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The US government on Thursday scrambling to meet a court ordered deadline to reunite all migrant children with their parents. But even it knows that it won't meet the deadline. Reuters' Reade Levinson is on the story.>> The deadline for the government to reunify almost 1,600 families is Thursday.
And there are approximately 900 families that are either ineligible for reunification, or are still being determined whether they're gonna be reunified. And that's for a combination of reasons. Some of those parents have criminal records. Others have past allegation of abuse, and then some of those 900 parents have already been deported, and so they're not eligible for reunification either.
>> Lawyers working with migrants and the ACLU described a mess on the ground as the government tries to reunite families. While the judge hearing the case who has been critical of the process at times has in recent days praised the government efforts. But questions over what happens next still remain.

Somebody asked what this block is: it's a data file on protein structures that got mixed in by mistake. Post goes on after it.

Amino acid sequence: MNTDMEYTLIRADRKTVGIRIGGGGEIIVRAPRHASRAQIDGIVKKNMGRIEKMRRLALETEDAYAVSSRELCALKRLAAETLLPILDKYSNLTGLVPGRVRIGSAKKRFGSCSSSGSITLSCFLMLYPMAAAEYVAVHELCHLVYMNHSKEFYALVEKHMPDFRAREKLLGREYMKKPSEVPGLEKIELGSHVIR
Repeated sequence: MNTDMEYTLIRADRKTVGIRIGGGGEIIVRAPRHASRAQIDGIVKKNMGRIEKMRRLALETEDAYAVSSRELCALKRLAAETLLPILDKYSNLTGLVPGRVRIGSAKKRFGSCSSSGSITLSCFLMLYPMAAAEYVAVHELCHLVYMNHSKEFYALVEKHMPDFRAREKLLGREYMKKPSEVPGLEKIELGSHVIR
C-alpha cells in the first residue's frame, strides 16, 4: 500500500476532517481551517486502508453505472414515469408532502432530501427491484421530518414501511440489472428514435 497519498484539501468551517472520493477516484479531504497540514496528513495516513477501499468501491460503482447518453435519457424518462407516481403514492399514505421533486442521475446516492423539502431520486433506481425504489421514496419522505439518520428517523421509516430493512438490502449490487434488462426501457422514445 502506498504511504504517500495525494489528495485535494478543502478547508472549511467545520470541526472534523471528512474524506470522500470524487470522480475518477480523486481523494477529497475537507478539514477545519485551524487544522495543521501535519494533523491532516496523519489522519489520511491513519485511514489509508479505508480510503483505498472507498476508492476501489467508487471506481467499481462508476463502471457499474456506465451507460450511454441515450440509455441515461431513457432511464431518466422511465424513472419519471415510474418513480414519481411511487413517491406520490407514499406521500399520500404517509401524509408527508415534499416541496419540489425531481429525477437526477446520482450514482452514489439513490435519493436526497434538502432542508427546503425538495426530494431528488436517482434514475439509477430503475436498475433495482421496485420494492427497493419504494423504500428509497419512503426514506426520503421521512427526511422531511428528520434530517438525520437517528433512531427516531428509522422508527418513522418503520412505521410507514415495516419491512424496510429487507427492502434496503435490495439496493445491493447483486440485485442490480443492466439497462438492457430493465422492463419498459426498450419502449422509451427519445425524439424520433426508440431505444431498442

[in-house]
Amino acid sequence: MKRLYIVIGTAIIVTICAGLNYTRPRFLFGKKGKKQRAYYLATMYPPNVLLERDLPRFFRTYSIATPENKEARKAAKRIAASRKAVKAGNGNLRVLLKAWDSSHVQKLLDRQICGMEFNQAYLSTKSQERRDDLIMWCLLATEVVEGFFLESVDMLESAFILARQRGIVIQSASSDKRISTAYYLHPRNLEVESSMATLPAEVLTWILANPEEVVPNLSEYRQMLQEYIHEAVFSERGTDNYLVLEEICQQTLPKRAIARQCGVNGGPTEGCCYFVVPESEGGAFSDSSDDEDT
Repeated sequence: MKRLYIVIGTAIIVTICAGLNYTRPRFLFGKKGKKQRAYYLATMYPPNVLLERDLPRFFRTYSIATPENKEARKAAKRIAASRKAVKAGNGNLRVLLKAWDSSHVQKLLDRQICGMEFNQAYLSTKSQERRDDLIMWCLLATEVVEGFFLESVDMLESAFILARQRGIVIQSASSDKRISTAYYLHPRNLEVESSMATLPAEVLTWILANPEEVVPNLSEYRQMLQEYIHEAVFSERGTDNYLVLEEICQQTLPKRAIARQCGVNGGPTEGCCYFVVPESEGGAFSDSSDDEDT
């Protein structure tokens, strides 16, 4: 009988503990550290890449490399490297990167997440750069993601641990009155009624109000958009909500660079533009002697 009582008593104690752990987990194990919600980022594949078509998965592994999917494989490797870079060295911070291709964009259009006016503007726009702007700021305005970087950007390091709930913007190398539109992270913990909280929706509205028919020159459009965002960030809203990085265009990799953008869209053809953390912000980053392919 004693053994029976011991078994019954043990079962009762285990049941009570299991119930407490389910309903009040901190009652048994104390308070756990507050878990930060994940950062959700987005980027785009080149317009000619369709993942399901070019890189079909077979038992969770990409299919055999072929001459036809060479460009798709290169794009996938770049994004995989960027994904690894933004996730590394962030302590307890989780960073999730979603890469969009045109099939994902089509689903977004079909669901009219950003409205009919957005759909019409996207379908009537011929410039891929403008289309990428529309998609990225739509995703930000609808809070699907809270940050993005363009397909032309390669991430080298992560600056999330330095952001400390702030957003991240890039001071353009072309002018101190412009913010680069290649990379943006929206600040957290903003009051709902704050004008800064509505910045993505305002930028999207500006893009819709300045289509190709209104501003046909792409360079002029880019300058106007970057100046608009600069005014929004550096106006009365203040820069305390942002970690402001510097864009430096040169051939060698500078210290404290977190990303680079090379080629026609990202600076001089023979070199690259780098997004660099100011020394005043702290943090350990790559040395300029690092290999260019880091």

>> Reunification really is the first step and the question going forward will be what happens to these families once they've been reunified? Many of the parents have already signed orders of removal, so they could potentially leave the United States very quickly with their children. Others have signed away their reunification rights and so they might not see their kids.
And the ACLU has said in a filing that some parents didn't agree what they were signing to and they've asked for a seven day period between when families are reunified and when they could potentially be deported.>> Families lives together,>> Meanwhile protesters continue to mount pressure on the Trump administration with protests Thursday in Washington DC and Texas.